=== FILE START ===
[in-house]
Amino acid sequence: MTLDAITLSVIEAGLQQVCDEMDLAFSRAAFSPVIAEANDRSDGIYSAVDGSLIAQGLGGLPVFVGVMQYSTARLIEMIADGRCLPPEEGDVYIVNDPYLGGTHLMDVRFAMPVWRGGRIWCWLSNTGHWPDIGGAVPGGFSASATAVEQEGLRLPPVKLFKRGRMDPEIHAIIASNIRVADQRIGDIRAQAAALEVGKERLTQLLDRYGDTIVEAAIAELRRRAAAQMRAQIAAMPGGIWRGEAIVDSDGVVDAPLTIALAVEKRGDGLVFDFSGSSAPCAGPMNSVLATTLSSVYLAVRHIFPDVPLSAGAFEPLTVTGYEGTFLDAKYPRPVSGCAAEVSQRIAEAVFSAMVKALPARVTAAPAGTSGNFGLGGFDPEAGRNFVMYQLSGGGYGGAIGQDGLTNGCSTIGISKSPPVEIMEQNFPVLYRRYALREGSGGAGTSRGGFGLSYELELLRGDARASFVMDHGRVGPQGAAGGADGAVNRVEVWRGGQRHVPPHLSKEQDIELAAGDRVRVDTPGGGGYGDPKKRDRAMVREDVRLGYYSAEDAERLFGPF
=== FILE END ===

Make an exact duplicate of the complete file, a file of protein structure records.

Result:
[in-house]
Amino acid sequence: MTLDAITLSVIEAGLQQVCDEMDLAFSRAAFSPVIAEANDRSDGIYSAVDGSLIAQGLGGLPVFVGVMQYSTARLIEMIADGRCLPPEEGDVYIVNDPYLGGTHLMDVRFAMPVWRGGRIWCWLSNTGHWPDIGGAVPGGFSASATAVEQEGLRLPPVKLFKRGRMDPEIHAIIASNIRVADQRIGDIRAQAAALEVGKERLTQLLDRYGDTIVEAAIAELRRRAAAQMRAQIAAMPGGIWRGEAIVDSDGVVDAPLTIALAVEKRGDGLVFDFSGSSAPCAGPMNSVLATTLSSVYLAVRHIFPDVPLSAGAFEPLTVTGYEGTFLDAKYPRPVSGCAAEVSQRIAEAVFSAMVKALPARVTAAPAGTSGNFGLGGFDPEAGRNFVMYQLSGGGYGGAIGQDGLTNGCSTIGISKSPPVEIMEQNFPVLYRRYALREGSGGAGTSRGGFGLSYELELLRGDARASFVMDHGRVGPQGAAGGADGAVNRVEVWRGGQRHVPPHLSKEQDIELAAGDRVRVDTPGGGGYGDPKKRDRAMVREDVRLGYYSAEDAERLFGPF